Friends of Library May Need to Turn Excess Funds Over to County

by Dave Emke June 27, 2017 at 2:45 pm 22 Comments

A new Memorandum of Understanding being proposed by the Fairfax County Library Board of Trustees is being labeled by library supporters as a “money grab.”

Specifically, Fairfax Library Advocates say a call that individual library Friends’ groups can only keep a designated amount in reserve while turning the rest over to the library system for general programming is a case of the county trying to overstep its bounds.

“All of the Friends are 501(c)(3) organizations. We’re all in compliance with state and federal laws, we all publish our financial records every year,” said Dennis Hays, a board member of the Friends of the Reston Regional Library and chair of Fairfax Library Advocates. “The county has no ability to dictate how an independent group conducts its internal affairs.”

Hays said the Friends groups have always in the past had agreeable MOUs with the Board of Trustees. The proposed MOU would require all Friends groups, even the smallest, to be subject to the same licensing and auditing requirements.

“If something isn’t broke, why are you trying to fix it?” he said, adding that some Friends groups may not survive such new rules. “There has never been, to my knowledge, any issues or problems with the Friends.”

Hays said the Friends groups have not been informed by the Trustees why this change, which would only allow groups to hold in reserve three times their annual donation, is necessary. In an interview with The Annandale Blog earlier this month, Fairfax County Public Library Director Jessica Hudson said the proposed MOU is a preventive and protective measure that will also allow the system to “find good ways to spend that [surplus] money, not just have it sit there.”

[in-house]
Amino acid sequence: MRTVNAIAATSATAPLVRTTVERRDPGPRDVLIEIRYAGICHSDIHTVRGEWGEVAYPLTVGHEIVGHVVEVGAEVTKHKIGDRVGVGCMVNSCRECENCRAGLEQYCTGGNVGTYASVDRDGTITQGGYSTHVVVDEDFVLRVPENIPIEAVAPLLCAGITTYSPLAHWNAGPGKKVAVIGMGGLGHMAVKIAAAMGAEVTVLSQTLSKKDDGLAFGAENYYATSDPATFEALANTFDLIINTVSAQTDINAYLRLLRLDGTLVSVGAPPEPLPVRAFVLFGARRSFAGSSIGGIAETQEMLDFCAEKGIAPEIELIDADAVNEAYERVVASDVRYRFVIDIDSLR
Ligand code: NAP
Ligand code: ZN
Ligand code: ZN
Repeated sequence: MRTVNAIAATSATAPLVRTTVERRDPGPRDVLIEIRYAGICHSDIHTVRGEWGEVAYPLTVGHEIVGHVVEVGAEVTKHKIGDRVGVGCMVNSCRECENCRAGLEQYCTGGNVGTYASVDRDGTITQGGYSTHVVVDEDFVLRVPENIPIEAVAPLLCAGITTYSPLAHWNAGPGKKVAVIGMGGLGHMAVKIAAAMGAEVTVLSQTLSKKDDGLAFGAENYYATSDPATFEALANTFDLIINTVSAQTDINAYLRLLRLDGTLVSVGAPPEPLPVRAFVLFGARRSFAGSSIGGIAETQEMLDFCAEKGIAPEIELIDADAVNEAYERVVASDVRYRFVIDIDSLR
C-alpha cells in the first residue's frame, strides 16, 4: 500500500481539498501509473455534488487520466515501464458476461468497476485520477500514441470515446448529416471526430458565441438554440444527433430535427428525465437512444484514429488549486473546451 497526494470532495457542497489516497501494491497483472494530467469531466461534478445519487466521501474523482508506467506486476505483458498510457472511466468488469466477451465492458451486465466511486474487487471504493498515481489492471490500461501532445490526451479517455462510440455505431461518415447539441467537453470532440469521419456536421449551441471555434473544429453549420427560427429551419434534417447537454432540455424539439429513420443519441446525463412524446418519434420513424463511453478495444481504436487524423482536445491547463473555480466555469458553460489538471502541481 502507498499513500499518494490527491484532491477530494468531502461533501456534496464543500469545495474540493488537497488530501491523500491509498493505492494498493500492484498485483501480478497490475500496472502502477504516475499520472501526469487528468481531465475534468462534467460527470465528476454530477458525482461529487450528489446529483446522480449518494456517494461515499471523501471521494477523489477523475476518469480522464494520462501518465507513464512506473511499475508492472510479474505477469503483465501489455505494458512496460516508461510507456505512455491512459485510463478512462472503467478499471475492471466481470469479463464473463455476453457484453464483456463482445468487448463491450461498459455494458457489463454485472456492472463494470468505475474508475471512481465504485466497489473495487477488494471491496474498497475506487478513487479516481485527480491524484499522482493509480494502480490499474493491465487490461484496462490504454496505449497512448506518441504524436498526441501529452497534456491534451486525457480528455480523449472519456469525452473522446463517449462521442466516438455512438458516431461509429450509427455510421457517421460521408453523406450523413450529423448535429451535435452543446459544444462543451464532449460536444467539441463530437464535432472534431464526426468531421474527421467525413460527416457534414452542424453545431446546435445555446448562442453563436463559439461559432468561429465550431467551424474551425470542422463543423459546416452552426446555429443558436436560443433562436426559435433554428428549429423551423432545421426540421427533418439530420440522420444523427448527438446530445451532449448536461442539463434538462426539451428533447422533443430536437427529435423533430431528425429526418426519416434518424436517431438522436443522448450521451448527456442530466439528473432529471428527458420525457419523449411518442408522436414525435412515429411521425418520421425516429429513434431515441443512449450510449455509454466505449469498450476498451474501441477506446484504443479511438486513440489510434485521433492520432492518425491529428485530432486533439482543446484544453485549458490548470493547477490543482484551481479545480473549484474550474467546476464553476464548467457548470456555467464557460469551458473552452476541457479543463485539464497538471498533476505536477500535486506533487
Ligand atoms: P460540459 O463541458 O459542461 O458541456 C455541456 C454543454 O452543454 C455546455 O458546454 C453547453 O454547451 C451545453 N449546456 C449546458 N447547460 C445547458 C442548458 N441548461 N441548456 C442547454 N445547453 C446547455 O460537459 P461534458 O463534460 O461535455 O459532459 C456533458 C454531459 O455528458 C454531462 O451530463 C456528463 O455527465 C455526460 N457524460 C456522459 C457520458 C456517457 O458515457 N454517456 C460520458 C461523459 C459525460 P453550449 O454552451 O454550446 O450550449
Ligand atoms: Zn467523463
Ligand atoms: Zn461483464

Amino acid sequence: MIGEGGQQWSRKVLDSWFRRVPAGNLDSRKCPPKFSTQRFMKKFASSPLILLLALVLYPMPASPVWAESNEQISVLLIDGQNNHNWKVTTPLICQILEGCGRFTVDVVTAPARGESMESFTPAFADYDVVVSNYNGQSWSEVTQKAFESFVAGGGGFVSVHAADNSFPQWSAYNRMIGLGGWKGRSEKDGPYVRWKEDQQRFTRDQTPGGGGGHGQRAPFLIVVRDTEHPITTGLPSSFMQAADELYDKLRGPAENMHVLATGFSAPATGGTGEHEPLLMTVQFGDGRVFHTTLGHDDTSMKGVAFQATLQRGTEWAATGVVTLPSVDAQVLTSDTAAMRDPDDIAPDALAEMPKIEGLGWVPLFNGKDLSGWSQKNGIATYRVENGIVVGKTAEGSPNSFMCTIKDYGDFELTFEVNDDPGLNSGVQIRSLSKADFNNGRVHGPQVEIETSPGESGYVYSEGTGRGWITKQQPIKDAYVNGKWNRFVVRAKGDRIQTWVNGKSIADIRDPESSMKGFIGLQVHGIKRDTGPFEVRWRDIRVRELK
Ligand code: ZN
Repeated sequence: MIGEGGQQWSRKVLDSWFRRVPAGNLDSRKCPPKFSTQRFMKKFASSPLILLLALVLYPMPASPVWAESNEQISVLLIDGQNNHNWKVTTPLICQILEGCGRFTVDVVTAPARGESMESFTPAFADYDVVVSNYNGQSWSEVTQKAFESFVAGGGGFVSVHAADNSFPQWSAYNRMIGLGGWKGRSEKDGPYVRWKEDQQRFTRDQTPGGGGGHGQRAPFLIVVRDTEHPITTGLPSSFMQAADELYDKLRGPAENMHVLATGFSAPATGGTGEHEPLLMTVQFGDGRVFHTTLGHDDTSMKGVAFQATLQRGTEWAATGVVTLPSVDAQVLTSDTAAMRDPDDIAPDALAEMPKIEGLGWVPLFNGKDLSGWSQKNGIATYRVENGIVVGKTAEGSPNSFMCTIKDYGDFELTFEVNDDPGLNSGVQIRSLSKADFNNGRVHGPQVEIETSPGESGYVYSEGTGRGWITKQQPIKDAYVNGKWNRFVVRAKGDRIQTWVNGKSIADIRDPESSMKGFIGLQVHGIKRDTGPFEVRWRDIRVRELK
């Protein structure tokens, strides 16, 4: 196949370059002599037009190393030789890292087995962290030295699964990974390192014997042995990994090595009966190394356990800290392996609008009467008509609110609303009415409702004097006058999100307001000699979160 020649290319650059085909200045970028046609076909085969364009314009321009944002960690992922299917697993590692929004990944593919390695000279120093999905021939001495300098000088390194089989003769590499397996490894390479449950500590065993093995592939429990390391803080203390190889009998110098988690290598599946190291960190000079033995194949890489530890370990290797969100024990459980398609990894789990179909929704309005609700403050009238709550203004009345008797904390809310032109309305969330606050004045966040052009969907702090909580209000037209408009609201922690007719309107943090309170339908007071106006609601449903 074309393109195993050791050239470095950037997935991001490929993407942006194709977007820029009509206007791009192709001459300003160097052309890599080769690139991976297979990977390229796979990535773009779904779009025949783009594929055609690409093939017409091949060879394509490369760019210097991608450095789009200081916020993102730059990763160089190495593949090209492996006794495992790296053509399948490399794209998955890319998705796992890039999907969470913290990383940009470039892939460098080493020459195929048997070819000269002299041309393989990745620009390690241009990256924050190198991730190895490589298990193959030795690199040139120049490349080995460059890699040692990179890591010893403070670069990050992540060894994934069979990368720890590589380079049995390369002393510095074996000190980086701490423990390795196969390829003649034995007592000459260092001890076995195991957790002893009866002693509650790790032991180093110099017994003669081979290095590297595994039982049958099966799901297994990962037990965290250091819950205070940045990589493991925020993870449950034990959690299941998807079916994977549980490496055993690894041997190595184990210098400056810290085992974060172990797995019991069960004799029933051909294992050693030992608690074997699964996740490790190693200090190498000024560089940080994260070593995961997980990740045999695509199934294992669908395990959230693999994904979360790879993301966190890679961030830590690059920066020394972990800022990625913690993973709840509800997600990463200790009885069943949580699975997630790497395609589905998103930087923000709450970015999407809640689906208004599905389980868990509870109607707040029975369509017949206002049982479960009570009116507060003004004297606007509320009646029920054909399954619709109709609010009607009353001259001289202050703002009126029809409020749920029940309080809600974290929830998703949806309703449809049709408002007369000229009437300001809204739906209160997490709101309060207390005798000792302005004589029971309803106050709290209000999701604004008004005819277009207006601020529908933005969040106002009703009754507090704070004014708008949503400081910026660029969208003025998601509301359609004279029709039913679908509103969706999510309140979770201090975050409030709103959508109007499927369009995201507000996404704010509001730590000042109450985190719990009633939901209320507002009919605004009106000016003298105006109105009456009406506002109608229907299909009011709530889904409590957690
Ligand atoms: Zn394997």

Hays said that in Reston, where the Friends group has close to $1 million saved, money is being held for a rainy day that is just over the horizon.

“Part of the reason we have a big surplus at the moment is, as you know, we’re looking at a renovation of the library,” he said. “That could last, if worse come to worse, three or four years where we will have to operate off our existing funds if we want to continue to support the library.”

Funds collected by the Friends through donations and events such as their book sale go toward supporting designated projects at the library. The proposal from the Library Board of Trustees to dip into those funds, Hays said, is all about control.

“For the county to try to come in and micromanage these things doesn’t make sense,” he said. “I think they’re headed down that path, and I think it’s a destructive path. I’m hoping that they see the light and back off a little bit on all this.”

Hays has presented an alternative MOU, which he says has been “ignored.”

“What we understand is they are working on their version, which will be presumably released at some point and then we will have to deal with it,” he said. “At the end of the day, we want to work with the County. This is what we do.”

In her interview with The Annandale Blog, Hudson said the work of the Friends groups is valued.

“We would not do anything to egregiously harm the Friends groups,” she told the blog. “The Friends are wonderful people who work very hard.”

There are 23 library Friends groups across Fairfax County.

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